As patron, Sir Arthur had no executive functions or responsibilities, but generously provided advice, guidance and some funding to the fledgling institute. He donated US$ 35,000 received for the 1982 Marconi Fellowship. Just as importantly, he mobilised his far-flung network of international contacts in scientific, technological and engineering circles. The Arthur Clarke ‘fan club’ stretched far and wide -– from the White House to the Kremlin, and from elite academia to geeky Silicon Valley. Carrying this unique calling card, ACCIMT had access to a global reservoir of goodwill, partnerships and external funding.
Tragically, despite this head start and advantages, the Institute reaped little benefit. While it did show some early promise, it has failed to consolidate itself as a credible and productive technical institute. Its founding aim of becoming a centre of excellence for the developing world also flopped. When assessed using universally accepted measures of scientific productivity -– such as research publications in refereed international journals, peer citations and patents for innovation — it shows a dismally poor track record.
For sure, it has been dabbling with a few everyday technologies such as traffic lights, telephone locks and domestic gas leak alarms. Useful as these applications are in specific situations, they cannot justify 25 years of substantial investment of Lankan tax payer money as well as international donor funds.
March of ICTs
Perhaps an institute with this kind of lofty mandate could have been more influential at the apex policy level. The past 25 years have seen Sri Lanka adopting many new information and communication technologies or ICTs (e.g. mobile telephony in 1989, commercial internet connectivity in 1995). There has been an unprecedented and phenomenal growth in the coverage of telecom services. These developments have thrown up many policy and regulatory challenges for the state and private sector players.
Alas, ACCIMT has not kept up with the rapid evolution of information society, and failed to carve out a clear niche for itself even as Sri Lanka engages the Global Village through a multitude of ICTs. Its voice is neither heard nor heeded in key debates on bridging the digital divide, and on how best to prepare our youth to ‘exploit the inevitable’ in a globalised marketplace. These concerns were very dear to Sir Arthur, who continued to talk and write perceptively about them to the very end of his life. But ACCIMT is still stuck in the obsolete analog concerns of the 1980s.
Peer acceptance and recognition are indicators of any technical institute’s standing. ACCIMT would struggle to demonstrate its worth on these criteria. It is routinely bypassed by state policy making mechanisms and agencies. It is curious how the telecom industry regulator is spearheading the government’s newly announced satellite project. Why is ACCIMT, with a statutory mandate in this subject, not playing a more prominent role in such plans and discussions?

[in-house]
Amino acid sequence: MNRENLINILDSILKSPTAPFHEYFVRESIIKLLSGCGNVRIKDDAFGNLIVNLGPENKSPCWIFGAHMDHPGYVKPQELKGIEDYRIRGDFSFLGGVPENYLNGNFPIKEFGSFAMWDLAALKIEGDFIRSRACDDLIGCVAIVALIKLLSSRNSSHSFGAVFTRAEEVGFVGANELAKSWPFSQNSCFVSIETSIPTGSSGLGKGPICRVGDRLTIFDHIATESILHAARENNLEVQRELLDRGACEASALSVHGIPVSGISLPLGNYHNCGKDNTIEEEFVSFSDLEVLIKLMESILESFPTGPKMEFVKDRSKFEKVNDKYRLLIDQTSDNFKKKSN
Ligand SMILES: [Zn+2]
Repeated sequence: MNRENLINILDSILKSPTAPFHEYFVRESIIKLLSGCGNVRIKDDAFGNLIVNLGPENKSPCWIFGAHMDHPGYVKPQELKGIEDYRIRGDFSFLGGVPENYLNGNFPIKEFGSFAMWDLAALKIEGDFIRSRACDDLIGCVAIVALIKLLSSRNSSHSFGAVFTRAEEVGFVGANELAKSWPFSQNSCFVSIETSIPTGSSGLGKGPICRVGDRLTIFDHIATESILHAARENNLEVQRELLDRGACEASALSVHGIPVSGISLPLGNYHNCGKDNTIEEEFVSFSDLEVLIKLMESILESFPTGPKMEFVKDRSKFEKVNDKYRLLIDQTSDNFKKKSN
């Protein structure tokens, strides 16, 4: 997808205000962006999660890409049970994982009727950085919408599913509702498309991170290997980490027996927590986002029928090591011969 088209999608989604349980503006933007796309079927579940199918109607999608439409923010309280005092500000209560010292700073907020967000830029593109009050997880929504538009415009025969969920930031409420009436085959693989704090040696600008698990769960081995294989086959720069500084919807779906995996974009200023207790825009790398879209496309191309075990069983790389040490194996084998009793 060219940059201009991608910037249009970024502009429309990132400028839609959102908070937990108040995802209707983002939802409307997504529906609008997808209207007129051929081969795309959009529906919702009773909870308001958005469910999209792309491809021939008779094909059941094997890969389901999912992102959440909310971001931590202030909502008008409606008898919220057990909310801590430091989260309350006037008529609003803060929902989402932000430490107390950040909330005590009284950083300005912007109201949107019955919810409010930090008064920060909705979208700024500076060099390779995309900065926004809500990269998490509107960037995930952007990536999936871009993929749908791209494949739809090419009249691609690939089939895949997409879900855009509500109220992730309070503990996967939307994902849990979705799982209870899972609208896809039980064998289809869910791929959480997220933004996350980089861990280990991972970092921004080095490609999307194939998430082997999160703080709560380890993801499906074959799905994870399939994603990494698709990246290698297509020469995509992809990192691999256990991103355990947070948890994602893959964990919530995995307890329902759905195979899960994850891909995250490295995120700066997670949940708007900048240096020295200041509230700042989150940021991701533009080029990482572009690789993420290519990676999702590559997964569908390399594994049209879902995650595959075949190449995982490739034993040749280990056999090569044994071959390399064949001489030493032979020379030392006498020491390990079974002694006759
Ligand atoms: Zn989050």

When the rest of government ignores the institute, it’s not surprising that technology-based industries don’t turn to it for advice either. The institute’s principal activity these days is conducting training courses in electronics — useful, no doubt, but for which purpose there already are several dedicated vocational training centres.
For much of its 25 years, the Arthur Clarke institute has taken cover behind its famous patron to avoid adequate public scrutiny. Large sections of society, including many in the media, harboured a misconception that Sir Arthur Clarke was personally involved in its management and research; in practice, he had none.
Things didn’t always look this bleak. For a while, it seemed as if the institute would live up to its founders’ expectations. For example, it was the first to downlink and relay CNN broadcasts in Sri Lanka. CNN founder Ted Turner‘s respect for Sir Arthur made this possible. The institute was also involved designing low-cost dish antennae for households to directly capture satellite TV transmissions in the 1980s when only two terrestrial channels were available. March of technology and commerce later made these services redundant.
One far-sighted activity that Professor Ponnamperuma started was the Science for Youth programme. On a national and competitive basis, 25 of the brightest high school leavers were selected and introduced to modern technologies over six consecutive weekends. Out of that exercise eventually emerged the Young Astronomers’ Association and Computer Society of Sri Lanka, the latter now a professional body.
As part of the 1986 batch, I can personally vouch for the insights and inspiration Science for Youth gave me in those pre-Internet days. I was especially fascinated by the outspoken views of inventor and aviator Ray Wijewardene. The friendship I formed with him has lasted for over two decades and enriched me enormously. Later, as a young science journalist, I used to cover the institute’s public events hosting of visiting tech pioneers and Russian cosmonauts. For a while, ACCIMT was a ‘happening place’.
Then, sometime in the 1990s, the institute abandoned most of its public engagement and outreach activities. This inward looking attitude didn’t change even after the government decided to locate the country’s largest optical telescope (donated by Japan) at the institute. I remember how exasperated Sir Arthur was to hear schools being told that they may visit and look at the telescope during the working hours from 9 am to 5 pm!
But by then, he was not going to intervene. After he turned 80 in 1997, Sir Arthur adopted a policy of ‘benign neglect’ towards the institute on which he had pinned such high hopes only years earlier. Ever conscious of his ‘resident guest’ status, he chose not to criticise the institute in public, although he shared his dismay and disappointment in private.
As we debate how best to preserve Sir Arthur’s illustrious legacy, we cannot afford to continue such ‘benign neglect’ on the publicly-funded Arthur Clarke Institute. A good starting point would be to belatedly ask tough questions and engage in some serious introspection.
Sir Arthur would have expected nothing less.
About the writer: Science writer Nalaka Gunawardene worked for Sir Arthur Clarke’s personal office, which was totally separate from the Arthur Clarke Institute. The views in this article are entirely those of the author.
Photographs courtesy Rohan de Silva, Arthur C Clarke Estate.